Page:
Friday, July 01, 2005

There's no such thing as a "pro-choice, limited-government" Judge

Justice Sandra Day O'Connor has announced her retirement, and it has set off a predictable round of speculation as to who will be her replacement. In the more libertarian wing of the blogosphere, some have suggested candidates such as Judge Kozinski of the 9th Circuit Court of Appeals, or Professor Eugene Volokh or even the grand old Professor Reynolds himself. The consensus among the libertarians seems to be that pro-choice judges would be better at restoring Constitutional rule in America.

Hardly. To put it simply, there's no such thing as a "pro-choice, limited-government, original-intent" Judge. Roe v. Wade was not only an unconstitutional decision, it was an anti-constitutional one; by removing any state authority over regulation of abortion and creating a "right to privacy" where none existed, it greased the skids for later expansions of federal authority like Lawrence and Raich. After all, if states no longer have the right to regulate abortion, which had been illegal in most of America for the first 150 years of our Constitution's existence, how could they then have any authority to regulate purely intrastate commerce in pot?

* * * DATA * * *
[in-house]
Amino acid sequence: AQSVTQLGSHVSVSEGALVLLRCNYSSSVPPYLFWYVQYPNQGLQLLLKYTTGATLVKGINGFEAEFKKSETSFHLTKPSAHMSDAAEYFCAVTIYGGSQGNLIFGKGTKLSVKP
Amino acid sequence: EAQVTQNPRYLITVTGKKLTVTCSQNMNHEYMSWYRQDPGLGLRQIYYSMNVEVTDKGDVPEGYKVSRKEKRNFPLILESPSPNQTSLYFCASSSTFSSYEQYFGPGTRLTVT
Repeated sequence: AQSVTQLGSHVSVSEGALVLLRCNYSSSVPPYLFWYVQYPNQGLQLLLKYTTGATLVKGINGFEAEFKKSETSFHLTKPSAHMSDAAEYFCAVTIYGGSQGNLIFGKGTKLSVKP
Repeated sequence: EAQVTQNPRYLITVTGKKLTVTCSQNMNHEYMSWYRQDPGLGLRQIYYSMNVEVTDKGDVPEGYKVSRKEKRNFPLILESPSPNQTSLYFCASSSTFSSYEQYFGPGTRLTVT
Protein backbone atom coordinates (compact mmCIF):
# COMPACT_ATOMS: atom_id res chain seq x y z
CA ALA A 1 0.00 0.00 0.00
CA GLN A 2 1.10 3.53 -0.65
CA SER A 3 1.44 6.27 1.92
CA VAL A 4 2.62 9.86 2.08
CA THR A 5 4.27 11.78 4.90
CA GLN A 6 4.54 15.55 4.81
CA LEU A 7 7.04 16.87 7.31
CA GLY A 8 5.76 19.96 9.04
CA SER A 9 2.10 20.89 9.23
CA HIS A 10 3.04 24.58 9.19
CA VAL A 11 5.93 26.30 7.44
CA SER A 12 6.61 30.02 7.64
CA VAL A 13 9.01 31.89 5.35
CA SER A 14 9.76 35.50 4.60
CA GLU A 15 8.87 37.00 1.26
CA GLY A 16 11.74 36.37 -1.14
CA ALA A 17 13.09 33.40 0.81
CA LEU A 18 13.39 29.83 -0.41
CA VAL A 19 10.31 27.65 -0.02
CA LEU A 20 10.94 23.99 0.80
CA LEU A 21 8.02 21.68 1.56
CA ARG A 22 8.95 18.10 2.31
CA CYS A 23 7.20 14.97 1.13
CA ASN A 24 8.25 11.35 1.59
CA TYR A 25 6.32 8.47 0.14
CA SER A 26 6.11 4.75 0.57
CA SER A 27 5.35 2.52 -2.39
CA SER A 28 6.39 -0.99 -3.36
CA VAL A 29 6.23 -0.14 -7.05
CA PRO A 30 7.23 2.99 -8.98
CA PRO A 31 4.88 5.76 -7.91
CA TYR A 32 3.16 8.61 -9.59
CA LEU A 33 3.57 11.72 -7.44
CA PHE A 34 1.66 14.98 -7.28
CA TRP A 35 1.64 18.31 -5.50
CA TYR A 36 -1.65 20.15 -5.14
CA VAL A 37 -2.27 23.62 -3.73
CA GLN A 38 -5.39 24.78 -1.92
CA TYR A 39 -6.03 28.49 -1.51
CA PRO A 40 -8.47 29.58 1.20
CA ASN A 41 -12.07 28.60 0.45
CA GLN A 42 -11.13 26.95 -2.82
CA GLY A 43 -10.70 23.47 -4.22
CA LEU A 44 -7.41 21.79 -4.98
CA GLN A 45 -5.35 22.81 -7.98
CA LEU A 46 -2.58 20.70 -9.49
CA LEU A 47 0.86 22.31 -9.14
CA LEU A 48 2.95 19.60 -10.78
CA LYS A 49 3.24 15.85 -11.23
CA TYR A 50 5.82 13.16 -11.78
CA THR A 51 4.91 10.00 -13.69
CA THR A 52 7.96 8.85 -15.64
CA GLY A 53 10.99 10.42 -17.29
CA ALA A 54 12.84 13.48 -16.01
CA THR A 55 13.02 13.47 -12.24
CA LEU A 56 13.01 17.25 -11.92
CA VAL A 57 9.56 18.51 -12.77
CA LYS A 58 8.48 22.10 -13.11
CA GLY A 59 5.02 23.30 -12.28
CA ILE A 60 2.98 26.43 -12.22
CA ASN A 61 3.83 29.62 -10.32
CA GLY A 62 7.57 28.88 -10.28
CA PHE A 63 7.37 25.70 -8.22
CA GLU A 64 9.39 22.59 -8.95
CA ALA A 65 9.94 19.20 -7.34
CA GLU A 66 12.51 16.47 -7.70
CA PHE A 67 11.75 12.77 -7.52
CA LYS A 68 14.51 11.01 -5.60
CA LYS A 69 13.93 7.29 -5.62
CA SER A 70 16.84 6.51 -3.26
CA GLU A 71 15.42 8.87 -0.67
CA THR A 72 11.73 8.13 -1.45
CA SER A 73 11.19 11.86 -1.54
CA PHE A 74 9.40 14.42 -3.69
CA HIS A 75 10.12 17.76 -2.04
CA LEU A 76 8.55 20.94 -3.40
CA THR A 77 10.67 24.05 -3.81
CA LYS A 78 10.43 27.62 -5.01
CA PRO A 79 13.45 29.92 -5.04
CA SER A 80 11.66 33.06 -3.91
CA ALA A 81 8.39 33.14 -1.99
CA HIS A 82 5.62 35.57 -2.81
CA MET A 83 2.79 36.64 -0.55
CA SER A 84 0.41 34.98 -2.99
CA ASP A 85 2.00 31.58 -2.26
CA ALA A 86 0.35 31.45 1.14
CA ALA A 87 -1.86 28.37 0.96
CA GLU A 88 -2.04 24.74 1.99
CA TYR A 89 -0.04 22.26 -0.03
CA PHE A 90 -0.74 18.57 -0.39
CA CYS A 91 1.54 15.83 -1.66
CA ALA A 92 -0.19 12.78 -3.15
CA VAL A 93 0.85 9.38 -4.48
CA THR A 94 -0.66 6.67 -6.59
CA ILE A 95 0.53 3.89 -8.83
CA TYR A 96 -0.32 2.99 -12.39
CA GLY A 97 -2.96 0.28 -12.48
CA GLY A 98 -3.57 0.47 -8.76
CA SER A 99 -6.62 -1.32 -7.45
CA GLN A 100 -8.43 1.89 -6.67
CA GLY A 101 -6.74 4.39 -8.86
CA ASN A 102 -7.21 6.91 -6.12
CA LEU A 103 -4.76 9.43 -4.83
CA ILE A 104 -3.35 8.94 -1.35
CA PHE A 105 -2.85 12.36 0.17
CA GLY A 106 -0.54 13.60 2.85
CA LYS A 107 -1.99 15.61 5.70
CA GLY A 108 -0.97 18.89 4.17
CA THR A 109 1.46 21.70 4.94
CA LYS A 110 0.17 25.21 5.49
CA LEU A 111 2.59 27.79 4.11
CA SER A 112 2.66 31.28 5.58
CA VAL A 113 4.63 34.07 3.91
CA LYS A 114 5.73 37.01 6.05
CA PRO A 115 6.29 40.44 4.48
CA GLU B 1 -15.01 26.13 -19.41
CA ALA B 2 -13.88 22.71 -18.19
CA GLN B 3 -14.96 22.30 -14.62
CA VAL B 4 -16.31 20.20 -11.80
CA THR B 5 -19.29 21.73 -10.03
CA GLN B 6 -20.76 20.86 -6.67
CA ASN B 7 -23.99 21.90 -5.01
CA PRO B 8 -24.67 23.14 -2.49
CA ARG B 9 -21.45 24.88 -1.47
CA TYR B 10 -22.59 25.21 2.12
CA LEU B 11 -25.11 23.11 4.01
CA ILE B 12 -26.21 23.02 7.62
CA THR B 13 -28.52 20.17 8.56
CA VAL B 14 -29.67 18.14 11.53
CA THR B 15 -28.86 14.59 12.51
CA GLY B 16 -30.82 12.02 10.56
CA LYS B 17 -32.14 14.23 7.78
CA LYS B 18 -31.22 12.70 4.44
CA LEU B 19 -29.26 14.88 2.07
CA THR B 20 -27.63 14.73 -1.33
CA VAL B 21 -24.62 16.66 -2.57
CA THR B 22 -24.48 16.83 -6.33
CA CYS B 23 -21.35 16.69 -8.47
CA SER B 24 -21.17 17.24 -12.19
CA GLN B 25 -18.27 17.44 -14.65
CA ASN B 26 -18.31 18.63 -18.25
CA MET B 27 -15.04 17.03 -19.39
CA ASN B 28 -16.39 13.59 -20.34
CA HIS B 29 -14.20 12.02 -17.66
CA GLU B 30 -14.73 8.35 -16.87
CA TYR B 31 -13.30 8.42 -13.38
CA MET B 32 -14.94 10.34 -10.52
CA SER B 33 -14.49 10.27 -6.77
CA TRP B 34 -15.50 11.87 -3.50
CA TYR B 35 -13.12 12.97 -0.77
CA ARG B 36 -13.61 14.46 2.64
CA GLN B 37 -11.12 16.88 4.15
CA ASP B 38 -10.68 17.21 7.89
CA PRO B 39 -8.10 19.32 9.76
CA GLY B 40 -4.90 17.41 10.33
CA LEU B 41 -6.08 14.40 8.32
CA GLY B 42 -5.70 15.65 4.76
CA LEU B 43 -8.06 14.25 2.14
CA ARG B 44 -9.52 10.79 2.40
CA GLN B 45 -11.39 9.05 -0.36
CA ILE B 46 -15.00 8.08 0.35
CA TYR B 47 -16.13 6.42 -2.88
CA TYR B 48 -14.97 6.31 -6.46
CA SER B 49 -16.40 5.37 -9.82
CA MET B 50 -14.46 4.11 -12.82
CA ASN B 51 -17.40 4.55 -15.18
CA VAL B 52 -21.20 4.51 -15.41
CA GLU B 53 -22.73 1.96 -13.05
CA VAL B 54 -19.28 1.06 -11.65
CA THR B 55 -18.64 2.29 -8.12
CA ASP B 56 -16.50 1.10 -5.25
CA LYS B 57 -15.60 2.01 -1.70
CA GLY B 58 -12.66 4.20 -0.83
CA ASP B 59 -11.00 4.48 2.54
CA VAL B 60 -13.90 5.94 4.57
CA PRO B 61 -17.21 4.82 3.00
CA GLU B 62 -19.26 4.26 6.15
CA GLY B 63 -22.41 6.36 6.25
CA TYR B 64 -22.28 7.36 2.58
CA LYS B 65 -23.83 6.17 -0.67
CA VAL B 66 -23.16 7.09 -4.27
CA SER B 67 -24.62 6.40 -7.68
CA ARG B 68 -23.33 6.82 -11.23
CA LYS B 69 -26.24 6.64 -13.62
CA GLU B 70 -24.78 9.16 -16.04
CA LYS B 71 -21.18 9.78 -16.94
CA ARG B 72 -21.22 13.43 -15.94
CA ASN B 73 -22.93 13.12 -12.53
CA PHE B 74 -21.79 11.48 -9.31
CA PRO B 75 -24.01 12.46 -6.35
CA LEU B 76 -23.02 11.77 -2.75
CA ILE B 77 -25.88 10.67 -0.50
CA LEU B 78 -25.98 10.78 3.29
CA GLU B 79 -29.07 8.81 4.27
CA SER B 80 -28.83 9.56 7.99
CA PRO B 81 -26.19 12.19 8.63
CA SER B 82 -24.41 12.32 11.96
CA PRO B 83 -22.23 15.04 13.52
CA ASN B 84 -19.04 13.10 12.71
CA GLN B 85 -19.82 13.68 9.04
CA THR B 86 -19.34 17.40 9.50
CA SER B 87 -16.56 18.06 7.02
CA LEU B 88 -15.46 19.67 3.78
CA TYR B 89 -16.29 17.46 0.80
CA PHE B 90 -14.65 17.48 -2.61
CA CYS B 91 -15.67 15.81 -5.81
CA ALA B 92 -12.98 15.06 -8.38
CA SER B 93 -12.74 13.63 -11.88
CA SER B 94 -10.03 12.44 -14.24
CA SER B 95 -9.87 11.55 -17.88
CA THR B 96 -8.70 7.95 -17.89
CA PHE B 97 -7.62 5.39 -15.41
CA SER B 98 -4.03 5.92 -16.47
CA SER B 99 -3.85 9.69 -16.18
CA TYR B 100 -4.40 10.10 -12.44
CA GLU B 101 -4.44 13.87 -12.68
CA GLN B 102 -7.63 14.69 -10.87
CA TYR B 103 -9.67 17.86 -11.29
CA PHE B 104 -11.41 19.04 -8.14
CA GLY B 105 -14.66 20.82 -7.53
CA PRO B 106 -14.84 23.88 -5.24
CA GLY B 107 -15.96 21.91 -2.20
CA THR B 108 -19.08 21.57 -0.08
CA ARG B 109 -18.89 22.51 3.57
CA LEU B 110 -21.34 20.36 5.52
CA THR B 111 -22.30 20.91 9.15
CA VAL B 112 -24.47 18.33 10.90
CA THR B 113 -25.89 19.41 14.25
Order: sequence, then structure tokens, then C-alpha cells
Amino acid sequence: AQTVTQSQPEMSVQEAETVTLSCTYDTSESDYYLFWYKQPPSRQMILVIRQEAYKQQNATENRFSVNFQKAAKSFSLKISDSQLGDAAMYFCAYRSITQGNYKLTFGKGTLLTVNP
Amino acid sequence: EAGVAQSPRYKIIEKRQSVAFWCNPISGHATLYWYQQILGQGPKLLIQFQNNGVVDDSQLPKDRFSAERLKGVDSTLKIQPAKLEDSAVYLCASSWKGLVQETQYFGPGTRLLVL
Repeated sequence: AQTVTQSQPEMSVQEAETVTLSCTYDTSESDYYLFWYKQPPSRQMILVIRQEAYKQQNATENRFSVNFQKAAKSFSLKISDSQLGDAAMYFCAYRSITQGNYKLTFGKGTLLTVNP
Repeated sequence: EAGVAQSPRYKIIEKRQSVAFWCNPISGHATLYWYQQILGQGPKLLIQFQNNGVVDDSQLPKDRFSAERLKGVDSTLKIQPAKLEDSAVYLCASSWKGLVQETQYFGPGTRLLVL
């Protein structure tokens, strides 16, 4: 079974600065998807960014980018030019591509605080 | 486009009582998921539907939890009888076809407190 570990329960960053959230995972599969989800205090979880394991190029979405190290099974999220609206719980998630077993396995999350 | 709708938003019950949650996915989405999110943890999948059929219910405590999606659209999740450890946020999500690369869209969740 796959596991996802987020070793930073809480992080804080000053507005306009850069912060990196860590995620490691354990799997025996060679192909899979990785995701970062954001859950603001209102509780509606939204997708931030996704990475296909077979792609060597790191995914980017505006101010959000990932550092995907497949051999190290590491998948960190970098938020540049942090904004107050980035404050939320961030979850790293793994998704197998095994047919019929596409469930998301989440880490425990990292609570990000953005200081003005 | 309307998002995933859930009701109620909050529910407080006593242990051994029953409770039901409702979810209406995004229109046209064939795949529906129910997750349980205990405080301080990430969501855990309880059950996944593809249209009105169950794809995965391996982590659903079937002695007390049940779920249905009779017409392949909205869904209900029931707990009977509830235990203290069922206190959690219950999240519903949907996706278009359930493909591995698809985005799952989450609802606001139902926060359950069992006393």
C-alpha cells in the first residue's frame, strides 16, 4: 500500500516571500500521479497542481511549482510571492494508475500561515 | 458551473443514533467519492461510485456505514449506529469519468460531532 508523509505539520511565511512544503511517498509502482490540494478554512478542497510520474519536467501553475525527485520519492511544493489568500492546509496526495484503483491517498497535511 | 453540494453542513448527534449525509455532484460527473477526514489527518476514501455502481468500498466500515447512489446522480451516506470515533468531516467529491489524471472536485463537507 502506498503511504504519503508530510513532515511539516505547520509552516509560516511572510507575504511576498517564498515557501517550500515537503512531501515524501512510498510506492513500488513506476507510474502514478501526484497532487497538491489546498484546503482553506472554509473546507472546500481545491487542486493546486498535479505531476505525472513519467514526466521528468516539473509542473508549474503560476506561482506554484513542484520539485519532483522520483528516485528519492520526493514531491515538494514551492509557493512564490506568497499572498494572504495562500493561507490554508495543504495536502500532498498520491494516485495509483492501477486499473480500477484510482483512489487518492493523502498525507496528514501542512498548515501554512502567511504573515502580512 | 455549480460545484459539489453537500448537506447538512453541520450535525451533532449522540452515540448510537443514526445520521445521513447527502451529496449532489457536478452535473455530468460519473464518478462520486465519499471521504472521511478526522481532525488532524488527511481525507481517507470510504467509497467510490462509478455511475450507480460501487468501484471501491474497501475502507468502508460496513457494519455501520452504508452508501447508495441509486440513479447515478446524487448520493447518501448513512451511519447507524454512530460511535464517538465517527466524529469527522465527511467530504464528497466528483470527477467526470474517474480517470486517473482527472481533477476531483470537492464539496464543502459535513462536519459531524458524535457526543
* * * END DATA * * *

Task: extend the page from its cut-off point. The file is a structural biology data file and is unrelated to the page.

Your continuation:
The best indicator of this is the voting record of the current Supreme Court. Time and again, the justices who are the most pro-life (Rhenquist, Thomas, Scalia) are the ones who are also the most pro-state's rights. With all due respect to Professors Volokh and Reynolds (either of whom would be an overall improvement over Justice O'Connor), you can bet that the more pro-choice a judge is, the more pro-government he (or she) is.

You want smaller government? Nominate Pro-Life Judges.

UPDATE: It figures. I get Instalanched on the very day I reformat my hard drive and reinstall all my software. I was going to make this post longer and more detailed, but I just wrote it up quickly and got it posted. Oh well. As the saying goes, always put your best foot forward, and all that.

Welcome to the Warren, please check out the archives, and thanks for dropping by.

UPDATE UPDATE: More thoughts here.


At 2:59 PM, Anonymous Anonymous said...